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Robert Kilbey’s Rocky Journey to the GAC

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President Ellen Johnson-Sirleaf recently appointed Mr. Robert L. Kilbey as the new Auditor General of Liberia replacing Mr. John Morlu, III. Last year. Mr. Kilbey could not be confirmed by the Liberian Senate due to what was then referred to as “falsification of credentials”.

Perhaps not being cognizant of the propaganda that may have characterized his confirmation process, President Sirleaf thought to temporarily uphold the decision of the Senate, even thought she was not still convinced by the justification given for Mr. Kilbey’s rejection.

As stated in the foregoing, Kilbey’s nomination by the President was characterized by a propaganda that created a confusing situation that propelled the believability of the negative campaign in the media and surrogate groups by the honorable Liberian senate.

Kilbey, not understanding the smear campaign against his appointment under the guidance of former Auditor General John Morlu, could not fight back, but continue to rely on his conscience.

The primary objective of former AG Morlu and his campaign was to discourage the appointment of Robert L. Kilbey in favor of Deputy Auditor General (Acting AG) Winsley Nanka. Morlu had wanted Acting Auditor general Nanka to succeed him to clean whatever he left behind at the General Auditing Commission.

Interestingly, Nanka allowed himself to be drawn into the Morlu propaganda because succeeding along with his former boss would have afforded him an opportunity as Auditor general of Liberia.

And so as an extension of the negative campaign to stop Kilbey, Nanka, on  September 1, 2011, wrote President Ellen Johnson-Sirleaf questioning her preferment of Robert and giving the impression that he was more “competent, qualified and professional” than her choice (Kilbey)..

“By this email, I formally challenge the recruitment process of the Civil Service Agency that led to the appointment of a new auditor general by the President of Liberia. The challenge is based on a reported press conference by the Director General of the Civil Service Agency, Dr. William Allen on Tuesday, 30 August 2011 during which he reportedly indicated that the recruitment process was fair, transparent and competitive and the best qualified candidate was nominated. On the basis of the facts, I believe the process was not fair, transparent and competitive. Instead a foregone conclusion but done through a process to create the appearance of competition,” Mr. Nanka told President Sirleaf in his September 1, 2011 email.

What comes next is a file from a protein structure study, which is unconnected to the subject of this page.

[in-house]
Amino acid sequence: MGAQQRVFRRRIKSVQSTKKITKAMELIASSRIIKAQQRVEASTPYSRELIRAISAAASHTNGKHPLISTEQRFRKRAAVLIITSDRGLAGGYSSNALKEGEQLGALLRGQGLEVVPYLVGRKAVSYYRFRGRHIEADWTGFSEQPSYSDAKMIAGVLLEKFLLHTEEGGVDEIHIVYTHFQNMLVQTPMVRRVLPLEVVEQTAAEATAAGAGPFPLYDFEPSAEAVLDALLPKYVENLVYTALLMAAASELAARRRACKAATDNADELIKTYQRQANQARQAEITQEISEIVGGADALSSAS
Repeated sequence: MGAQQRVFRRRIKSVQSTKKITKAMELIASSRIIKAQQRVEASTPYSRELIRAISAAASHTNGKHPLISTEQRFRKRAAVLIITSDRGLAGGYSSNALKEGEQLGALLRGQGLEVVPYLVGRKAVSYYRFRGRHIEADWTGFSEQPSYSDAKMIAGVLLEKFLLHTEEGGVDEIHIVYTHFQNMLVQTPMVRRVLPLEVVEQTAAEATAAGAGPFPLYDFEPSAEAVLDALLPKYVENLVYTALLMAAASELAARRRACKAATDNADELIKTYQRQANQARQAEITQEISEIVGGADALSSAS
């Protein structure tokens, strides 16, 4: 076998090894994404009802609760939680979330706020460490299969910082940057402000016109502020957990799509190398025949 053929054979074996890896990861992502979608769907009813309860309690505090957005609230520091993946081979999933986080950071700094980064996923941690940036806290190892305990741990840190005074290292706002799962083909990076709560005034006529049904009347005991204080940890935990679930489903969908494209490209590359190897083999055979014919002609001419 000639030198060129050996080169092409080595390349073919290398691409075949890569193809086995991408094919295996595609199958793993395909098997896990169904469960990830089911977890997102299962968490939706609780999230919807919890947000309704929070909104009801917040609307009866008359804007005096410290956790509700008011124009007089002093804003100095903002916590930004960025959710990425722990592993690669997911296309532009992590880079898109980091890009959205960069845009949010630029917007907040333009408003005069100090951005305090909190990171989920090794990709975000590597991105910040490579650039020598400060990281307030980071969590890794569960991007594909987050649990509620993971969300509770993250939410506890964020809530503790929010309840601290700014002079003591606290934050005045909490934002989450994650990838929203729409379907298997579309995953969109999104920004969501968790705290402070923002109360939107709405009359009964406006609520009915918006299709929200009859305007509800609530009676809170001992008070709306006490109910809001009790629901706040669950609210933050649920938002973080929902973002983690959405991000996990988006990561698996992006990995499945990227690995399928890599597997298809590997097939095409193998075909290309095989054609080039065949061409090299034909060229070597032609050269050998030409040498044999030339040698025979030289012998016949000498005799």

“However, since the recruitment for the position of an AG was opened to a ‘competitive process’ in which I participated, I have the right to challenge the results as a participant who has observed significant deficiencies in process,” he said.

In my opinion, for Acting Auditor General Nanka to have chosen to allow himself to be used as Morlu’s surrogate to email such a letter to President Sirleaf not being cognizant that his former boss was already out of the ‘picture’, was not only a disrespect to Madam President and the government he serves, but a complete disservice to himself and his conscience.

Even if Morlu was responsible for his presence at the GAC or clearing him from the LPRC audit report by deleting his indictment, he should have known that the former AG was using him to fight a proxy battle, which was also not in his (Nanka”s) interest and that of his credibility.

It is an open fact Mr. Robert L. Kilbey came top of the vetting process under the auspices of the Civil Service Agency, while Winsley Nanka saw himself at the ninth position, but other competing circumstances may have created some hitches in his progress. And as it went, the Will of God prevailed over such circumstances for President to nominate him, but the negative propaganda instigated by John Morlu robbed him of the job initially.

Again, the Almighty God being what he is and owing to the conscience of Robert, Morlu’s propaganda was defeated by the wisdom of the consciences of the House of Elders (the Liberian senate).

One last thing to Mr. Nanka and his likes, “when you bend down to look in someone’s…, someone else may just be looking…….”

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